The catalogue of injustices experienced by Canada’s Indigenous people is long and tragic: residential schools, missing and murdered women, and high incarceration rates, to name just a few. Reading the Truth and Reconciliation Commission’s report on residential schools is a gut-wrenching reminder of just one of the catastrophes they have survived.
Against this backdrop, the federal government’s announcement that Indigenous people will play an official role as stewards of the land is welcome.
Perhaps the most serious problem facing Indigenous people is that they’re below the radar of most Canadians. I’m not suggesting that there’s no ongoing concern or outrage when yet another shocking incident dominates the headlines. However, on a daily basis, many other things preoccupy the population.
What’s needed is a frequent prod of the collective memory to ensure Indigenous groups don’t fade into the background until the next disaster strikes. So how can this prod be delivered?
I have a suggestion that might be considered off the wall and merely symbolic, but I’d like to put it out there for discussion: maybe we should change the second line of O Canada to “our home on native land” instead of “our home and native land.”
I can hear pessimists muttering that it would lead to a spate of land claims but I don’t think the words of a national anthem are justiciable. This minor alteration would:
remind us on a regular basis of a historical reality;
underline the great debt we owe to Indigenous people;
educate children on the role the Indigenous have played in this country.
The Truth and Reconciliation Commission recommended that the curriculum for students from kindergarten to Grade 12 include the history of Indigenous peoples in Canada, as well as the legacy of residential schools. Alberta, among other provinces, is revising the school curriculum.
As it stands, children leave school with little knowledge of what North America looked like before the arrival of European settlers.
Too few adult Canadians are aware of the cultural traditions, spiritual practices and worldview of Indigenous people. When settlers first set foot on our shores, the learning curve was steep and their survival depended on the help and experience of their Indigenous hosts. Inventions such as the canoe enabled not just the fur trade but westward expansion centuries ago. Others, like the kayak, snowshoes, chewing gum (who knew!) and medicines used to this day are part of their legacy. Yet traditional knowledge has only recently been recognized.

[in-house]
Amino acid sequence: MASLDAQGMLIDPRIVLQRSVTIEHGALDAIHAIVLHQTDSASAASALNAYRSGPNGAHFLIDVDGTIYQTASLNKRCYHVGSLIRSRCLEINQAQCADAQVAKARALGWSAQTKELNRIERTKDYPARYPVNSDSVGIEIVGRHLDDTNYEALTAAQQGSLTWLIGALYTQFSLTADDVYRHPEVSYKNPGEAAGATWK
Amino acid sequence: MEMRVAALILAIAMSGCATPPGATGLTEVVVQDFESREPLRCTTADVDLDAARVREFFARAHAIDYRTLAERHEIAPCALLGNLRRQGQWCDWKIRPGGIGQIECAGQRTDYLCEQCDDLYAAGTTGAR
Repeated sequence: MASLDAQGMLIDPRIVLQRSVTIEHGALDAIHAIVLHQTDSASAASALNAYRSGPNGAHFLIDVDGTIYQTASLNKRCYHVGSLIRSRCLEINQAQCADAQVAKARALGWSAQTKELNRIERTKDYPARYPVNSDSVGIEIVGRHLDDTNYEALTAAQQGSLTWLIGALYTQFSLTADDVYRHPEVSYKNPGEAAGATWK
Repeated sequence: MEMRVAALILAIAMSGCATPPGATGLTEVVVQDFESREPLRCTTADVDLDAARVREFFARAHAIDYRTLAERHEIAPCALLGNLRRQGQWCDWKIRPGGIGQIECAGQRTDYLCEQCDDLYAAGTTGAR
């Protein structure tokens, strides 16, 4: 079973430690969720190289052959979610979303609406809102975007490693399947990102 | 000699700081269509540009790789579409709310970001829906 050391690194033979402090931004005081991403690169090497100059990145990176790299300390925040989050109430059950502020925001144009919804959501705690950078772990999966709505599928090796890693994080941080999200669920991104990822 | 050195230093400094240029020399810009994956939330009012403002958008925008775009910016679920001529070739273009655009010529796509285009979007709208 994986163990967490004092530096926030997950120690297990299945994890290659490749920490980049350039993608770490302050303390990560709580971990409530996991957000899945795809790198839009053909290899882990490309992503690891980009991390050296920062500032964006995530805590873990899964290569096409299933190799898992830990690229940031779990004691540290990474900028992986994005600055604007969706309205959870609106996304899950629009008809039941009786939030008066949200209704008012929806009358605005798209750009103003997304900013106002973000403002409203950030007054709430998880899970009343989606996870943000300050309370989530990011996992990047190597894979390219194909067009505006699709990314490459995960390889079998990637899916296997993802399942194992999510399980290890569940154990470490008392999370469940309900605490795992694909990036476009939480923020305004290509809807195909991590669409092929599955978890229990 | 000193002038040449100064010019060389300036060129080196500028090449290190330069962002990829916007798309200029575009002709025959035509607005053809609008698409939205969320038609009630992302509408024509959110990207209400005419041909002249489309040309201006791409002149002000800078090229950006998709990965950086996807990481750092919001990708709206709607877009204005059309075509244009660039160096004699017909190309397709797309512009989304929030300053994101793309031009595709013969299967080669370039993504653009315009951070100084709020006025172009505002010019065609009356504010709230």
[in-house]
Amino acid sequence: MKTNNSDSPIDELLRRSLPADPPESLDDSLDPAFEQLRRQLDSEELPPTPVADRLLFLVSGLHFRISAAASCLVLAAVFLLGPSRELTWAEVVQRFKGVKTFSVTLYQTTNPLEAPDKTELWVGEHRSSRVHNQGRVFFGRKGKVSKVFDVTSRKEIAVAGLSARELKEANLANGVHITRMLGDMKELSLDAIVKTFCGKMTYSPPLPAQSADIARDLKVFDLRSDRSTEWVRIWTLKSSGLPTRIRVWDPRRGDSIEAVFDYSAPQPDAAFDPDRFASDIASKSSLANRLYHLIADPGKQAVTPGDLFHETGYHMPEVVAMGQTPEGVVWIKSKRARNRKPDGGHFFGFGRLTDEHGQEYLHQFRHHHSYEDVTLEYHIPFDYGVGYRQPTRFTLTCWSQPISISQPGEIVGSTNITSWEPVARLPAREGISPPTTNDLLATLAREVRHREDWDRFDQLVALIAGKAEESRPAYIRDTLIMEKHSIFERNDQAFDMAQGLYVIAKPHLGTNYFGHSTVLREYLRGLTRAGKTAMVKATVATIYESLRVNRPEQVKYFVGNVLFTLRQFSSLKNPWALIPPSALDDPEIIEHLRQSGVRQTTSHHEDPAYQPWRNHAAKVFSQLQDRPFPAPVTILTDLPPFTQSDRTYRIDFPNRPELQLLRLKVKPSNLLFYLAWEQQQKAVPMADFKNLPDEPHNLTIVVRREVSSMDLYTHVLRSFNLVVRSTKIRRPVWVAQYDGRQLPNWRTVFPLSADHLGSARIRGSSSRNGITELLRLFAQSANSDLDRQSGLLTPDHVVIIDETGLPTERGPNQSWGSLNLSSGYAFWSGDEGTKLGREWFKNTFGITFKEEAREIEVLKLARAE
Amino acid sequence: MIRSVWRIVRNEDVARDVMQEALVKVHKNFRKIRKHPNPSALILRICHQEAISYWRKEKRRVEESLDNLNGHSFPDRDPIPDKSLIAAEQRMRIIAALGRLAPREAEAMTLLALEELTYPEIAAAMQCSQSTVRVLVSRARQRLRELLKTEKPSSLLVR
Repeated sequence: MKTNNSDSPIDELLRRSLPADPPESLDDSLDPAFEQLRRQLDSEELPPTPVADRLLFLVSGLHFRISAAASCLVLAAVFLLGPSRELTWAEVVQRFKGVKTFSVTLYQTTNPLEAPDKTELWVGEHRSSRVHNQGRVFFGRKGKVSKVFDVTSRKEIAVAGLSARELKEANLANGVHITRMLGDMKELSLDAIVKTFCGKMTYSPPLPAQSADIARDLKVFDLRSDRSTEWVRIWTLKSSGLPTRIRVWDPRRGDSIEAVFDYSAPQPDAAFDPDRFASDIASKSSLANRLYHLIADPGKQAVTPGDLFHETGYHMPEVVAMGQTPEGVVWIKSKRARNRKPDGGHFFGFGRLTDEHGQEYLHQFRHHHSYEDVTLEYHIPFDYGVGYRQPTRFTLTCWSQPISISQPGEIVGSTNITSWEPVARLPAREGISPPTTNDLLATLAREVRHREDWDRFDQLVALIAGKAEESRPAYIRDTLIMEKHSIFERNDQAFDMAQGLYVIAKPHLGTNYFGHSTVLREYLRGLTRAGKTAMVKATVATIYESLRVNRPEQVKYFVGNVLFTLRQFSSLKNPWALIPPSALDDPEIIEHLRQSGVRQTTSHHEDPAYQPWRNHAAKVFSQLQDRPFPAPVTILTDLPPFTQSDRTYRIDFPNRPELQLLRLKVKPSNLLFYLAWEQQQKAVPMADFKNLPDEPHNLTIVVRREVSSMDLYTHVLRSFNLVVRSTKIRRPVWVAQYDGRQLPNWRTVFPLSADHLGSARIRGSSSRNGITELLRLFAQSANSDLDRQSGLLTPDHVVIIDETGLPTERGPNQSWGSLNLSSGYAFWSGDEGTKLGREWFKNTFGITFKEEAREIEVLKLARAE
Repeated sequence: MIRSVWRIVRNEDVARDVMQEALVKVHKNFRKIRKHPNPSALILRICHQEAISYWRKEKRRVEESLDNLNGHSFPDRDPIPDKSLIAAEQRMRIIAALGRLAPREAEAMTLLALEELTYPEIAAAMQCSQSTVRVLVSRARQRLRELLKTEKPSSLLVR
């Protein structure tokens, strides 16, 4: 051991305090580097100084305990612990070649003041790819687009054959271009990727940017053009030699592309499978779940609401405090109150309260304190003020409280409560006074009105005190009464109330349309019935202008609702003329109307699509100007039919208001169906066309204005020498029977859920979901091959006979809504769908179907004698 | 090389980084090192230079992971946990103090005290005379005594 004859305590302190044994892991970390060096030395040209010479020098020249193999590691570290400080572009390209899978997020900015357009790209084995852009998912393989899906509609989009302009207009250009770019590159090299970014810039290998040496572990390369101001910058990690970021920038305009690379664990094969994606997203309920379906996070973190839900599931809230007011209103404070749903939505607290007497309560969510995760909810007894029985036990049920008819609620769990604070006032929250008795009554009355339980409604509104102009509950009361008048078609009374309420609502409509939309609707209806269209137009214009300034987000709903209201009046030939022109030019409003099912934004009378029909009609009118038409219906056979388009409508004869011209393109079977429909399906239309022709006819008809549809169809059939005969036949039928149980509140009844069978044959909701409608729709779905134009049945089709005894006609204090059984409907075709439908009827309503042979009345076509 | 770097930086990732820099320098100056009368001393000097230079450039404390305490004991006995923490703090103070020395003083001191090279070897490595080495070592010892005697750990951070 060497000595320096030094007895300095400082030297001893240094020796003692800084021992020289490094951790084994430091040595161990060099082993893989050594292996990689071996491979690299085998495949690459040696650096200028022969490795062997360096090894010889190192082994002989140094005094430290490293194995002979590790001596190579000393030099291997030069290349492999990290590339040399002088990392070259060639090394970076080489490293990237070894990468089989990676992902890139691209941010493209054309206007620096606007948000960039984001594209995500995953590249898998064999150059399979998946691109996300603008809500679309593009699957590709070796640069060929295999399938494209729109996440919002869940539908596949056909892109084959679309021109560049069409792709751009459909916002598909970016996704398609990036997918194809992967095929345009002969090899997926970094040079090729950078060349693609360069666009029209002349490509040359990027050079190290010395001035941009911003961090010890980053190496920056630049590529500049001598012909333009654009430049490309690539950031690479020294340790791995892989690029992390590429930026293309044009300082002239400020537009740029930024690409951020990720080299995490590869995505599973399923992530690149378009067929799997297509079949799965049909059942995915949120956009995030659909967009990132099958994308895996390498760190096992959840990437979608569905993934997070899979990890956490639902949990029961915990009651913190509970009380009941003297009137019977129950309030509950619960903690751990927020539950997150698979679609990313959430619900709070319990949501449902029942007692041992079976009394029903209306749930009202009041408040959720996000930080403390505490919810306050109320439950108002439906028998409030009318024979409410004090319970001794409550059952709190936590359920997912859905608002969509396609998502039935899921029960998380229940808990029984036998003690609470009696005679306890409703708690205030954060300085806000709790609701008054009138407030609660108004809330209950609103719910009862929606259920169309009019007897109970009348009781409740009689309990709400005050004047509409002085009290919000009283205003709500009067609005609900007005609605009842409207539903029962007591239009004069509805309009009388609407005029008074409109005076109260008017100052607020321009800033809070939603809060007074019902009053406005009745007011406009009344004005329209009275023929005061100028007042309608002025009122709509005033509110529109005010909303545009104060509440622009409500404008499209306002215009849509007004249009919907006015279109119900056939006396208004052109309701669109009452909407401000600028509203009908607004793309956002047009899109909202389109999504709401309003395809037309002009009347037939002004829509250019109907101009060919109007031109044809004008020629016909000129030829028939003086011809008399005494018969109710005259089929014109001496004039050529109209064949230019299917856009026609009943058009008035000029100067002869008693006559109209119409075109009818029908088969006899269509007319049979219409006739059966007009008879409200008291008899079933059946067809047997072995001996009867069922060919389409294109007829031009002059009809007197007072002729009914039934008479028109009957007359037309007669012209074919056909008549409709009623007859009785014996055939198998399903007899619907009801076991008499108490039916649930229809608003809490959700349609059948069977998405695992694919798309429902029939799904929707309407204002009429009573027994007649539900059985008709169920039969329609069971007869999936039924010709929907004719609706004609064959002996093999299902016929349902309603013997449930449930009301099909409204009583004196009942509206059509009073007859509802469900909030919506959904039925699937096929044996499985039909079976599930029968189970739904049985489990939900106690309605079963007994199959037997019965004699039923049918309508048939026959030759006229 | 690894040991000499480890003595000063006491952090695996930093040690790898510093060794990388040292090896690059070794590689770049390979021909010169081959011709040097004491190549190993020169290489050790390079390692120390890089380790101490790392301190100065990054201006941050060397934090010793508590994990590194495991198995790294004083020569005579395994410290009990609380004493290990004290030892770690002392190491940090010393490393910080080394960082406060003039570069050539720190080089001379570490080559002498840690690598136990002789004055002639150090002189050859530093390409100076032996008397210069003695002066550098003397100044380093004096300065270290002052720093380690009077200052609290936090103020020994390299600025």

What might surprise some is the role played by Indigenous peoples in Canada’s military history for over 200 years. In the First World War, one in three able-bodied Indigenous men volunteered. In 1942, John Diefenbaker observed in the House of Commons that the reserves in Western Canada had been depleted of almost all able-bodied men, who had joined the Second World War effort. And this was true of reserves across the country.
These volunteers were Status Indians (who lost their status as a result of enlisting), so these figures don’t include Metis, Inuit and non-Status Indians who also went overseas. They served heroically and several were awarded medals. Most notable was Tommy Prince, who was awarded nine medals (including the Silver Star from the Americans) in the Second World War and two in the Korean War. Sadly, Prince and many other Indigenous veterans did not fare as well as their white colleagues on their return home and Prince’s life ended in poverty, in a Salvation Army shelter.
Given all that Indigenous people have encountered since the first settlers arrived, it’s doubtful that a gesture like changing one word in the national anthem will be greeted with great enthusiasm.
However, they’re not my target. The rest of us have to take steps towards reconciliation and find common ground with Indigenous groups. That ground is all around us in the inspiring landscape – an important and unifying symbol for Indigenous and non-Indigenous communities alike.
Indigenous people of Canada have a profound spiritual connection to the land and all living creatures. They see themselves as stewards obliged to preserve it for future generations and Ottawa has recently made this official.
Non-Indigenous Canadians also have a strong emotional attachment to the land, awed by the vast and beautiful wilderness that’s both terrifying and humbling.
It’s a unifying symbol that cuts across ethnicity, religion and language.
Altering the national anthem might seem trivial, but the change relates to the land we share, even if we experience it in different ways.
Doreen Barrie is an adjunct assistant professor in the Political Science Department at the University of Calgary.
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